Automated mathematical reasoning.

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infurl

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Automated mathematical reasoning.
« on: August 31, 2020, 02:34:51 am »
https://www.quantamagazine.org/how-close-are-computers-to-automating-mathematical-reasoning-20200827/

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In the 1970s, the late mathematician Paul Cohen, the only person to ever win a Fields Medal for work in mathematical logic, reportedly made a sweeping prediction that continues to excite and irritate mathematicians — that “at some unspecified future time, mathematicians would be replaced by computers.” Cohen, legendary for his daring methods in set theory, predicted that all of mathematics could be automated, including the writing of proofs.

To accomplish this requires a combination of inductive and deductive reasoning. While advances continue to be made at a steady pace, and have been augmented more recently by machine learning techniques, we're not even close yet. For most mathematicians, the best available tool is still a pencil and paper.

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ivan.moony

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Re: Automated mathematical reasoning.
« Reply #1 on: August 31, 2020, 03:13:12 am »
Hilbert had a great idea about this matter. Too bad it is not completely realizable. But it would be an awesome direction for science to go towards.
There exist some rules interwoven within this world. As much as it is a blessing, so much it is a curse.

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ivan.moony

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Re: Automated mathematical reasoning.
« Reply #2 on: September 02, 2020, 01:14:14 am »
In the article, it is described how theorem provers break into two categories: (1) automated theorem provers, and (2) proof verifiers. In another axis, less known, but maybe even more characteristic, there are theorem provers based on: (1) logic, and (2) lambda calculus. There are other foundations too, like Martin Löf's Type Theory, but the former two are the most popular.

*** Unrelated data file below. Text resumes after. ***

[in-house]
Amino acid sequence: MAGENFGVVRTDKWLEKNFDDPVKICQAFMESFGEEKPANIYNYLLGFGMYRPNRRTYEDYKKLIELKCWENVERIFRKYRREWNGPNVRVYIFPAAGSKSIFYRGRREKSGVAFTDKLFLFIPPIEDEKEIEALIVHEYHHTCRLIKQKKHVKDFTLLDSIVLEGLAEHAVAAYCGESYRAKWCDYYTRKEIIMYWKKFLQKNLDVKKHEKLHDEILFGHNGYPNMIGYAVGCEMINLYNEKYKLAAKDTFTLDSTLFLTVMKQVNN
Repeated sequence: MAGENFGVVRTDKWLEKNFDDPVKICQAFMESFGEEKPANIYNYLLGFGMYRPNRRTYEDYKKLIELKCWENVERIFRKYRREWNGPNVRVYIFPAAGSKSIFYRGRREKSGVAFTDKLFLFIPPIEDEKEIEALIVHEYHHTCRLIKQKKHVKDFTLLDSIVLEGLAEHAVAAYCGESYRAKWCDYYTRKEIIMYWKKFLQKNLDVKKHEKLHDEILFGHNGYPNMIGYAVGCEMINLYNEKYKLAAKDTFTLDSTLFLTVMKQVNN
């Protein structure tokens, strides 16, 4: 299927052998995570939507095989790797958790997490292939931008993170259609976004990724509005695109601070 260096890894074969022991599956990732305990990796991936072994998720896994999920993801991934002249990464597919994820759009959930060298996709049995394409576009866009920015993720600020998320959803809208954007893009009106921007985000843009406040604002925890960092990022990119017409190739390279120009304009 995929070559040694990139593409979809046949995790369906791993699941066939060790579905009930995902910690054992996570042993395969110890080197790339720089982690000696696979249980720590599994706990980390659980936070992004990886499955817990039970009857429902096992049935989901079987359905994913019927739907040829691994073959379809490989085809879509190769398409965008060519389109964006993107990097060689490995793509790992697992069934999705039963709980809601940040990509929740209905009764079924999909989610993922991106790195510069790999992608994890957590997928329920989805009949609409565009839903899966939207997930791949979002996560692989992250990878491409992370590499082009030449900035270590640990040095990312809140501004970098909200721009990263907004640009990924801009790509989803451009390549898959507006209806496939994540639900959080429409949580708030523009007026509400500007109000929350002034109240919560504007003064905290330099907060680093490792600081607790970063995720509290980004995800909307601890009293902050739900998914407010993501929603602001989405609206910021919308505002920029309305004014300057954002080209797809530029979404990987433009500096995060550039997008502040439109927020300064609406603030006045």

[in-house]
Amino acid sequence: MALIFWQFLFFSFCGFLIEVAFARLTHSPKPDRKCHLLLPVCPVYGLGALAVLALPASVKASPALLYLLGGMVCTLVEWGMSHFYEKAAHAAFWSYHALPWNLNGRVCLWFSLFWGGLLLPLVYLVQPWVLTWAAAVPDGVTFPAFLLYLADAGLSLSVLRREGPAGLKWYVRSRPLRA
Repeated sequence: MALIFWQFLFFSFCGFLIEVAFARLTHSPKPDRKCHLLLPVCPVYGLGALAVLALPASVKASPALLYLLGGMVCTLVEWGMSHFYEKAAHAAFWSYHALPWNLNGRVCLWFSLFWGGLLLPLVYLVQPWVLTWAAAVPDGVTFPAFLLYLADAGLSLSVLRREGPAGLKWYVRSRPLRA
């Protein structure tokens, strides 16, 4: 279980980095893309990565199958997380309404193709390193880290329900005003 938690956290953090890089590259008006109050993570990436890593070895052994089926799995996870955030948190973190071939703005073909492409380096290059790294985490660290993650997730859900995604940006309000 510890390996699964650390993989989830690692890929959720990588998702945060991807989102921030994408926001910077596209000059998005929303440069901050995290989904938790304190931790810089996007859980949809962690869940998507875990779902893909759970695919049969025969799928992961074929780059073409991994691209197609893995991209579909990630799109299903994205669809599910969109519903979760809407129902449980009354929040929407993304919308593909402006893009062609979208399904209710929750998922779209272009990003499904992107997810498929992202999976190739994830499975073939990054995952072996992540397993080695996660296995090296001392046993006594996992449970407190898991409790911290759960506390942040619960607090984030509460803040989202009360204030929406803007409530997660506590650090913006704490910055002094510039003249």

However, (1) logic and (2) lambda calculus are shown being equal in Curry-Howard Correspondence thesis. Nevertheless, in current software appearance there is a clear polarization between the two concepts, yielding logic programming languages from (1) and functional programming from (2).

Maybe someone heard of Turing machines too, as a model for computation. Today's computer architecture is more similar to Turing machines than to lambda calculus, yet Turing himself, shortly after lambda calculus was introduced to him, concluded that TM and LC are equivalent model of computation. I failed to see this similarity, but if it's true, then (1) assembler/imperative programming is similar to (2) lambda calculus, which is in turn similar to (3) logic (by C-H correspondence). Yet, instead of one general, the three distinct paradigms still rock the world: (1) assembler/imperative programming, (2) functional programming, and (3) logic programming. There are other paradigms too, but they are less known.

And like this was not enough, artificial neural networks appeared as a new computational model, a favorite candidate to represent computations that we, humans, perform in our brains. But I believe the former three paradigms are indeed similar, or at least computationally equivalent, while ANN is that much complex that it may only represent an algorithm that can operate on any of the three paradigms.
There exist some rules interwoven within this world. As much as it is a blessing, so much it is a curse.

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ivan.moony

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Re: Automated mathematical reasoning.
« Reply #3 on: September 02, 2020, 04:35:04 pm »
Here is some of my latest work in this field: e-log specification. This may not seem like a big deal, but it is to me. The most important achievement is easy mapping of functional programming expressions to logic programming expressions. To do this, I extended propositional logic by two simple concepts: (1) propositional sequences and (2) scoping expressions. That seems to be enough to reach Turing completeness.
There exist some rules interwoven within this world. As much as it is a blessing, so much it is a curse.

 


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